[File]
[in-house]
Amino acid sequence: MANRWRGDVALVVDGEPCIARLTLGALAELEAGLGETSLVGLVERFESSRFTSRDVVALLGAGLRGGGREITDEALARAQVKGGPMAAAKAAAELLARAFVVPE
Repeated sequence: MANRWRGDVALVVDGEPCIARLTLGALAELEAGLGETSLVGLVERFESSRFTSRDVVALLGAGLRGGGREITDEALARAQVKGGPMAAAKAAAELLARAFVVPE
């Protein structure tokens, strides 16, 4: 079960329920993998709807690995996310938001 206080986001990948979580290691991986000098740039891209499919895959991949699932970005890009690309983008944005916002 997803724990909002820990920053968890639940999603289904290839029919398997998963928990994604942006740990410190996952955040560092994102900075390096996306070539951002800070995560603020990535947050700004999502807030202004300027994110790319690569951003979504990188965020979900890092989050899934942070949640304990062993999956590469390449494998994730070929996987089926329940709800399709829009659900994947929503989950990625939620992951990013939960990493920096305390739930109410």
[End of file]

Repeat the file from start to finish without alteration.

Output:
[in-house]
Amino acid sequence: MANRWRGDVALVVDGEPCIARLTLGALAELEAGLGETSLVGLVERFESSRFTSRDVVALLGAGLRGGGREITDEALARAQVKGGPMAAAKAAAELLARAFVVPE
Repeated sequence: MANRWRGDVALVVDGEPCIARLTLGALAELEAGLGETSLVGLVERFESSRFTSRDVVALLGAGLRGGGREITDEALARAQVKGGPMAAAKAAAELLARAFVVPE
């Protein structure tokens, strides 16, 4: 079960329920993998709807690995996310938001 206080986001990948979580290691991986000098740039891209499919895959991949699932970005890009690309983008944005916002 997803724990909002820990920053968890639940999603289904290839029919398997998963928990994604942006740990410190996952955040560092994102900075390096996306070539951002800070995560603020990535947050700004999502807030202004300027994110790319690569951003979504990188965020979900890092989050899934942070949640304990062993999956590469390449494998994730070929996987089926329940709800399709829009659900994947929503989950990625939620992951990013939960990493920096305390739930109410």